subjected to the following test to detect the presence of carbohydrates.
Fehling's test: About 2 ml of the filtrate was added to about 2 ml of Fehling’s solution taken in a test-tube. It is then boiled for 10
min. A brick red precipitate demonstrated the positive result for carbohydrates.
Test for glycosides
Modified borntrager’s test: 5 ml of each extract was added 5 ml of 5% ferric chloride solution and 5 ml dil. hydrochloric acid,
heated for 5 minutes in water bath. Cool and add 3ml of benzene or organic solvent. Shake well. Separate organic layer, add equal
volume of 10% ammonia solution. The formation of rose pink/red at ammonia layer shows the presence of glycosides.
Test for anthraquinone glycosides
Borntrager’s test: Added 1ml of dilute Sulphuric acid to 1ml of each extract. Boiled 10 min and filtered. The filtrate was shaked
with 1ml of chloroform. Separated the lower layer of chloroform and shaked it with half of its volume of 10% ammonia solution.
The formation of rose pink/red at ammonia layer showed the presence of glycosides.
Test for phlobatannins
About 2 ml of different extracts was added to 2 ml of 1% hydrochloric acid and the mixture was boiled. Deposition of a
red precipitate was taken as an evidence for the presence of phlobatannins.
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[Baoduy et al., 2(1): January, 2015]
ISSN: 2349- 5197
Test for oils and fat
Sudan test: 1ml of each extract was treated with a few drops of Sudan III solution. A shining orange color obtained showed the
presence of fixed oil and fat.
Saponification test: Few drops of 0.5 N alcoholic potassium hydroxide was added to 1ml of various extracts along with
drop of phenolphthalein, the mixture was heated 2 hours. Formation of soap or partial neutralization of alkali indicated the
presence of fixed oils and fats.
Test for protein
Biuret test: A quantity each of extracts was put in a test-tube and treated with 5 drops of 1% hydrated copper sulphate. To this
2ml of 40% sodium hydroxide was also added and the test-tube shaken vigorously to mix the contents. A purple color showed the
presence of proteins.
Test for anthocyanin
NaOH Test: 2ml of different extracts was treated with 2ml of NaOH. The presence of blue green color indicated the presence of
Result and discussion
The result of the phytochemical analysis of four solvent extracts (methanol, ethanol, aqueous,and ethyl acetate) of Thujaorientalis
(L.) Endlis summarized in Table 1.
Table 1: Preliminary Phytochemical Analysis of Thujaorientalis (L.) Endl
Phytochemical test
Wagner's test,
Dragendroff's test, Hager's
Ammonium test,
Aluminum Chloride test,
Lead acetate test, Ferric
Chloride test
Frothing test
Ferric Chloride test, Lead
acetate test
Ferric Chloride test
Salkowski Test
Carbohydrates Fehling's test
Modified Borntrager’s test
10 Anthraquinone Borntrager’s test
11 Phlobatannins
hydrochloric acid test
Sudan test, Saponification
12 Oils and Fats
13 Protein
Biuret test
14 Anthocyanin
NaOH test
*+ indicates positive test result; - indicates negative test result
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[Baoduy et al., 2(1): January, 2015]
ISSN: 2349- 5197
Phenolic compounds, terpenoids, carbohydrates, oil and fat, and glycosides were present in all the extract whereas saponins,
steroids, protein, phlobatanninsand anthocyanin were completely absent in all the four solvent extracts of leaves of Thujaorientalis
(L.) Endl as showninTable 1.Except for ethyl acetate, flavonoids and anthraquinone were observed in the other three solvent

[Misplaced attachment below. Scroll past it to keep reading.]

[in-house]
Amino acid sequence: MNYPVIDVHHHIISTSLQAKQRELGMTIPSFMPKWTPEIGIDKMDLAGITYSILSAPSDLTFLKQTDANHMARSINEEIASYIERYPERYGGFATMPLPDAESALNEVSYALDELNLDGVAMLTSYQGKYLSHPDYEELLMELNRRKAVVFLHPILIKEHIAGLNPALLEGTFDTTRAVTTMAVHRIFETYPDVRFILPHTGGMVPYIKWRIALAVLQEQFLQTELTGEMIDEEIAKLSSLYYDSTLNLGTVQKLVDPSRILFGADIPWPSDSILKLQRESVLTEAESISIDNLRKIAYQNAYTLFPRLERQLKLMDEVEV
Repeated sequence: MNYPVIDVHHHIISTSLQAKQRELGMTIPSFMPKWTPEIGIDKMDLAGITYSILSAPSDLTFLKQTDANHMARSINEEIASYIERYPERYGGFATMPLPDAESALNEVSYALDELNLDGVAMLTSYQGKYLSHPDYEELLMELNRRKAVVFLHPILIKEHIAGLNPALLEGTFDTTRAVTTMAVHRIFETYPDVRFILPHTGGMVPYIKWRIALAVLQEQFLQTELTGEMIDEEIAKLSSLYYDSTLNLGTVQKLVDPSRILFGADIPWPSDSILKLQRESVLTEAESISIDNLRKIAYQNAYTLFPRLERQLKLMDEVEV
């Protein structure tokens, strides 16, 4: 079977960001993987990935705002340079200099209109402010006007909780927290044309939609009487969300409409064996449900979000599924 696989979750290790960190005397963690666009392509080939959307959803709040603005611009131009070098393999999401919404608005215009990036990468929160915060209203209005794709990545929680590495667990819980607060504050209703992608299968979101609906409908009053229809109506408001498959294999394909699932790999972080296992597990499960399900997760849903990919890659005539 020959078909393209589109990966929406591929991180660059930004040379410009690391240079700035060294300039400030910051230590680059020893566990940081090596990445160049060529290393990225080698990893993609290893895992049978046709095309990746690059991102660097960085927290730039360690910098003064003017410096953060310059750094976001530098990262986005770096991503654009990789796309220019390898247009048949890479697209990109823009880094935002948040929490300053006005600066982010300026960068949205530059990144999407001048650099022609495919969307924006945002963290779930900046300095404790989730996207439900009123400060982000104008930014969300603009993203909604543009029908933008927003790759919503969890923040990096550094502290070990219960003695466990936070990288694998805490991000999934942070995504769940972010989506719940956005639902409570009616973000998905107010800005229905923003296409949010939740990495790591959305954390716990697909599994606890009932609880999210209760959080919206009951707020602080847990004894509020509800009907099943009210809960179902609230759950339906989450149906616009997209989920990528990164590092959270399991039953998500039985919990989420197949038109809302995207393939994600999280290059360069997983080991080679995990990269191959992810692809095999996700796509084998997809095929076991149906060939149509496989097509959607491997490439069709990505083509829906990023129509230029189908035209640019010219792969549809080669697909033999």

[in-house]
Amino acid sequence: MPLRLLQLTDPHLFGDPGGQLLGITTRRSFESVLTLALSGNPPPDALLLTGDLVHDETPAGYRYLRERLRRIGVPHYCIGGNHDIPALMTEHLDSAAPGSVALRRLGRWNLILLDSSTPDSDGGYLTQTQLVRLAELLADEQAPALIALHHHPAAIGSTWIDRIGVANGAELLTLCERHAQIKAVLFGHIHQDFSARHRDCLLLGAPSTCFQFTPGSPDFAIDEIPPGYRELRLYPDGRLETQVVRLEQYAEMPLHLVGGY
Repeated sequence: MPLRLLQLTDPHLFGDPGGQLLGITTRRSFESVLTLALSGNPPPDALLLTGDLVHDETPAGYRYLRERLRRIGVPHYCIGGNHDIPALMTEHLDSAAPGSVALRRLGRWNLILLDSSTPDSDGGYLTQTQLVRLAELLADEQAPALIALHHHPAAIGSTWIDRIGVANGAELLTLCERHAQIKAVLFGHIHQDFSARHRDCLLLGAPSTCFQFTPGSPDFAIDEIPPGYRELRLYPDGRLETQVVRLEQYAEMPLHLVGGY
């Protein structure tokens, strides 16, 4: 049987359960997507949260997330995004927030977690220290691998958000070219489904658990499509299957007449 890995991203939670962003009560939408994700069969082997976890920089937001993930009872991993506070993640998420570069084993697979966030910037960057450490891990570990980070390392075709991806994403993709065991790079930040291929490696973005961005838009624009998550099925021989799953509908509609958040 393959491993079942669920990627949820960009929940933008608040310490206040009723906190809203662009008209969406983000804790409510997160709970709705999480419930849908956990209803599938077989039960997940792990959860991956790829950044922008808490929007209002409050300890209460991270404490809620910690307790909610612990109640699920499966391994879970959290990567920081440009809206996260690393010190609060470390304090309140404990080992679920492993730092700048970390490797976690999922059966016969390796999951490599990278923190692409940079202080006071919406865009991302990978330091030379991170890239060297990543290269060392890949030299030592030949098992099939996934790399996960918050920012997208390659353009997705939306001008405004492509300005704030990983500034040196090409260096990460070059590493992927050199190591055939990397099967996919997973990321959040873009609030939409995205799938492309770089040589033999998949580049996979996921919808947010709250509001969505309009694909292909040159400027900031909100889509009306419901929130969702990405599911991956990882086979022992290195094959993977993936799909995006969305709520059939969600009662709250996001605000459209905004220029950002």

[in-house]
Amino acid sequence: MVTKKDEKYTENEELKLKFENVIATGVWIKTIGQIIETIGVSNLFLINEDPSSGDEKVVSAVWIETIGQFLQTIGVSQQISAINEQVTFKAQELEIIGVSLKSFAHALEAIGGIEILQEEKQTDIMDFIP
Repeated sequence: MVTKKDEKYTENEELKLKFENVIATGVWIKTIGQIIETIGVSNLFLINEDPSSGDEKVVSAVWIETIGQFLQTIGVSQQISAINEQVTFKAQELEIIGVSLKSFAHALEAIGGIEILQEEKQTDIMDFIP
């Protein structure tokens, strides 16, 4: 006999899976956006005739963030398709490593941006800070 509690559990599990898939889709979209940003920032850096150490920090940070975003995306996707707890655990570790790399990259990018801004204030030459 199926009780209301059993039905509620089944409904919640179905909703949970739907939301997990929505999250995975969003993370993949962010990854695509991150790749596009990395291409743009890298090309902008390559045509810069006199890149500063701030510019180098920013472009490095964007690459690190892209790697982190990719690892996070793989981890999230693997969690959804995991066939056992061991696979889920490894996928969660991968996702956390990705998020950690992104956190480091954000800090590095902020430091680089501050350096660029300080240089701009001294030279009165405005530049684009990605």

extracts of Thujaorientalis (L.) Endl.Among the four solvent extracts of the leaves of Thujaorientalis (L.)Endl, tannins were
observed in methanol and ethanol, but the presence of alkaloids was detected only in methanol and ethyl acetate extracts. The use
of four solvents for extraction has revealed that the phytochemical composition of the extract varies with the solvent used [16, 17].
The phytochemical analysis in the present study has revealed the presence of alkaloids, flavonoids, tannins, phenolic
compound, terpenoids, oil and fat, anthoraquinone, carbohydrate and glycosides (Table 1) in the leaves extract of the study plant.
Further the presence of chemical constituents in the four different extracts may be responsible for the therapeutic
properties of Thujaorientalis (L.) Endl.
Flavonoids are phenolic compounds and plant phenolics are a major group of compounds that act as primary antioxidants
or free radical scavengers[10,11]. Flavonoids are also shown to have antibacterial activity[12]. Since the compound was
found to be present in the extracts, it might be responsible for the potent antioxidant capacity and antibacterial activity
of Thujaorientalis (L.) Endl. The other chemical constituents of medicinal plant account for their medicinal value. For example,
Glycosides are naturally cardio-active drugs used in the treatment of congestive heart failure and cardiac arrhythmia, so the
presence of glycosides in the extracts might play a role in the cardioprotective potential ofThujaorientalis (L.)
Endl[13].Tannins are shown to have antiviral, antitumour, wound healing and antiparasitic effects[14]. Alkaloids contained in
plants are used in medicine as anaesthetic agents[15]
The yield of bioactive metabolites in a plant extract also varies considerably with the solvent of extraction[16, 17], it
is plausible that the methanolic extracts were generally more potent than the aqueous extracts probably because the active
principles in the plant dissolved more readily in methanol and were better extracted by a less polar solvent (methanol,
ethanol) than water . This is in agreement with many literatures reporting of differences in the activities of extracts obtained
from the same morphological part of a plant using different solvents[18]. The results obtained in this study are helpful in
finding chemical constituents in the plant material that may lead to their quantitative estimation and also in locating the
source of pharmacologically active chemical compound.
The authors are thankful to the Applied Chemistry Laboratory, International University, Viet Nam National University, Ho
Chi Minh City for providing the necessary research facilities to conduct this study.
The plants studied here can be seen as a potential source for treating different ailments. Further studies on the quantitative
analysis of the various bioactive compounds present in Thujaorientalis (L.) Endl should be investigated to obtain useful drugs.